A Modern Woman's Perspective On The Kingdom of God on Earth

February 21, 2014

Mexico's Conundrum

     This is a fascinating, terrifying, and unpredictable story all rolled into one.  Those of us who live along our nation's southern border are well aware of the violence attached to the Mexican drug cartels.  After the demise of the Columbian cartels in the 1990s, the Mexican cartels now dominate the wholesale illicit drug market, and in 2007 controlled 90% of the cocaine entering the United States.  Although there have been arrests of key cartel leaders, particularly in the Tijuana and Gulf cartels, there is an increase in drug violence as cartels fight for control of the trafficking routes into the United States. With annual wholesale earnings ranging from $13.6 to $49.4 billion, that's quite a business to protect, and the Mexican people have paid the price.
     Between 2006 and 2012, the Mexican government sets the official loss of life at 60,000; but it is more likely that the real death toll is closer to 100,000, if you include the disappearances of citizens.  The extreme violence against the people of Mexico has taken a toll.  Graphic executions on YouTube, tossed body parts into crowded nightclubs, hand grenade tosses into crowded public places have only added to the extortion, kidnappings and intimidations felt by all citizens.  Add to that the fact that, in Mexico, regular citizens were not allowed to own firearms, and the failed policies of the government to protect its citizens, and you had a recipe for hopelessness.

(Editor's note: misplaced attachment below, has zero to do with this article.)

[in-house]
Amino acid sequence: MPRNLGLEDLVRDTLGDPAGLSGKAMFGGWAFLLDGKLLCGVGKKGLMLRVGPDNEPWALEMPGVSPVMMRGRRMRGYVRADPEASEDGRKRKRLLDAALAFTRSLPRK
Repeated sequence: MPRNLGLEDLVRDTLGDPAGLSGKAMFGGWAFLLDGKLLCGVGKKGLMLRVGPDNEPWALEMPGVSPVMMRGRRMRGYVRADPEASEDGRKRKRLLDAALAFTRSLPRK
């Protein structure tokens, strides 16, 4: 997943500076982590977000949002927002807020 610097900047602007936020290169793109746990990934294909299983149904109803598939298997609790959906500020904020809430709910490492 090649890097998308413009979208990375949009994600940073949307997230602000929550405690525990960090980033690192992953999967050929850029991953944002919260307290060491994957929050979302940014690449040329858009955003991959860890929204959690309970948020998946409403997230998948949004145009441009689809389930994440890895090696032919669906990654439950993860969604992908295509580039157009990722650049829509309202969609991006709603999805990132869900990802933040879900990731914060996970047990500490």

States in red show where the most violence has occurred.
All that changed when the citizens rose up, formed armed vigilante groups, and started taking responsibility for their own safety.  As reported by World.Time.com, vigilante groups have been spreading rapidly across Mexico’s southwestern mountains this year as crime-weary residents decide to take justice into their own hands. They now claim thousands of adherents, and have emerged in at least seven other Mexican states.  The militias are made up of farmers, mechanics, shopkeepers and taxi drivers, who set up check points, patrol streets and drag alleged criminals into makeshift prisons. While they have handed over most detainees to state prosecutors, they have put some on public trials, shot others dead and come under fire themselves.
      It seems that government officials are worried that the vigilante groups have gotten out of control.  CNN reports some locals view the vigilantes as heroes. Others see them as villains and have responded to their arrival by destroying property and setting vehicles ablaze to create fiery road blockades to stop them.  It seems that federal officials have been "schizophrenic" about how they approach the groups, sometimes cracking down on them and other times describing them as allies.  
     Alfredo Castillo, appointed by the Mexican federal government as Commissioner of Public Safety in the state of Michoacan, issues this warning:  "The newly formed self-defense groups could become as ruthless as the cartels they claim to oppose.  You can start out with a genuine purpose.  But when you start taking control, making decisions and feeling authority ... you run the risk of reaching that point [of not return]."